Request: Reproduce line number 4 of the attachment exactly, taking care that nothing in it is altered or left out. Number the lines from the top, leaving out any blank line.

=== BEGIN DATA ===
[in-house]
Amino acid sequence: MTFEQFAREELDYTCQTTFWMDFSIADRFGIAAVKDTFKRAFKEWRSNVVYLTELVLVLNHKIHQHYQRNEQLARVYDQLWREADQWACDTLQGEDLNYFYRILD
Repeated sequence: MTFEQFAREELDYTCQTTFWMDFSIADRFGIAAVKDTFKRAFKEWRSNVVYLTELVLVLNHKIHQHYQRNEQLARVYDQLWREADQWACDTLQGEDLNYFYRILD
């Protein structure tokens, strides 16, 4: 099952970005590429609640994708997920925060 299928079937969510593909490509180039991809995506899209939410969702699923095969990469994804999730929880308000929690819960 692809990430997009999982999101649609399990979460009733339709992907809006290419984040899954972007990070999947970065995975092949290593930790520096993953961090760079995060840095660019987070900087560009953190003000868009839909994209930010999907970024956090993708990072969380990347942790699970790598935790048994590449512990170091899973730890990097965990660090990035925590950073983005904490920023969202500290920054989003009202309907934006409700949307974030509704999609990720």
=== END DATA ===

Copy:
């Protein structure tokens, strides 16, 4: 099952970005590429609640994708997920925060 299928079937969510593909490509180039991809995506899209939410969702699923095969990469994804999730929880308000929690819960 692809990430997009999982999101649609399990979460009733339709992907809006290419984040899954972007990070999947970065995975092949290593930790520096993953961090760079995060840095660019987070900087560009953190003000868009839909994209930010999907970024956090993708990072969380990347942790699970790598935790048994590449512990170091899973730890990097965990660090990035925590950073983005904490920023969202500290920054989003009202309907934006409700949307974030509704999609990720």